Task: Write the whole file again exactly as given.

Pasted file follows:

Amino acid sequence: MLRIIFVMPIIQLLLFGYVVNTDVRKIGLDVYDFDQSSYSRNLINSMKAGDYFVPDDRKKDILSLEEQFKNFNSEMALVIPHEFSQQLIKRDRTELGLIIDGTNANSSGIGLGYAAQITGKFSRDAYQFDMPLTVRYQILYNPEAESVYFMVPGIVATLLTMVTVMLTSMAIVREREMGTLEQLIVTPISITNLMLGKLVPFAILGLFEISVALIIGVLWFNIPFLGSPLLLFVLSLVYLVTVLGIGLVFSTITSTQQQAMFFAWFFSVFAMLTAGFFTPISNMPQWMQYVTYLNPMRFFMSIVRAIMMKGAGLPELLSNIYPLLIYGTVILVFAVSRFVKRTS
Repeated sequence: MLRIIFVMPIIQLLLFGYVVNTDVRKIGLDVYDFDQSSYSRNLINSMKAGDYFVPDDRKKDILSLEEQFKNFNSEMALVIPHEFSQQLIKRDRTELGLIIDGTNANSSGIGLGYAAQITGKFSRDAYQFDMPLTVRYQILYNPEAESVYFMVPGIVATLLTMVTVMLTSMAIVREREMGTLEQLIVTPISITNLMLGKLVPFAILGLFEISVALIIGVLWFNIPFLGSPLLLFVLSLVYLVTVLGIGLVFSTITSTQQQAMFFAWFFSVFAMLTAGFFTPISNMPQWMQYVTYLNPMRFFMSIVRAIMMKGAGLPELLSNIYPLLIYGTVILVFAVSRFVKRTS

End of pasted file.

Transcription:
Amino acid sequence: MLRIIFVMPIIQLLLFGYVVNTDVRKIGLDVYDFDQSSYSRNLINSMKAGDYFVPDDRKKDILSLEEQFKNFNSEMALVIPHEFSQQLIKRDRTELGLIIDGTNANSSGIGLGYAAQITGKFSRDAYQFDMPLTVRYQILYNPEAESVYFMVPGIVATLLTMVTVMLTSMAIVREREMGTLEQLIVTPISITNLMLGKLVPFAILGLFEISVALIIGVLWFNIPFLGSPLLLFVLSLVYLVTVLGIGLVFSTITSTQQQAMFFAWFFSVFAMLTAGFFTPISNMPQWMQYVTYLNPMRFFMSIVRAIMMKGAGLPELLSNIYPLLIYGTVILVFAVSRFVKRTS
Repeated sequence: MLRIIFVMPIIQLLLFGYVVNTDVRKIGLDVYDFDQSSYSRNLINSMKAGDYFVPDDRKKDILSLEEQFKNFNSEMALVIPHEFSQQLIKRDRTELGLIIDGTNANSSGIGLGYAAQITGKFSRDAYQFDMPLTVRYQILYNPEAESVYFMVPGIVATLLTMVTVMLTSMAIVREREMGTLEQLIVTPISITNLMLGKLVPFAILGLFEISVALIIGVLWFNIPFLGSPLLLFVLSLVYLVTVLGIGLVFSTITSTQQQAMFFAWFFSVFAMLTAGFFTPISNMPQWMQYVTYLNPMRFFMSIVRAIMMKGAGLPELLSNIYPLLIYGTVILVFAVSRFVKRTS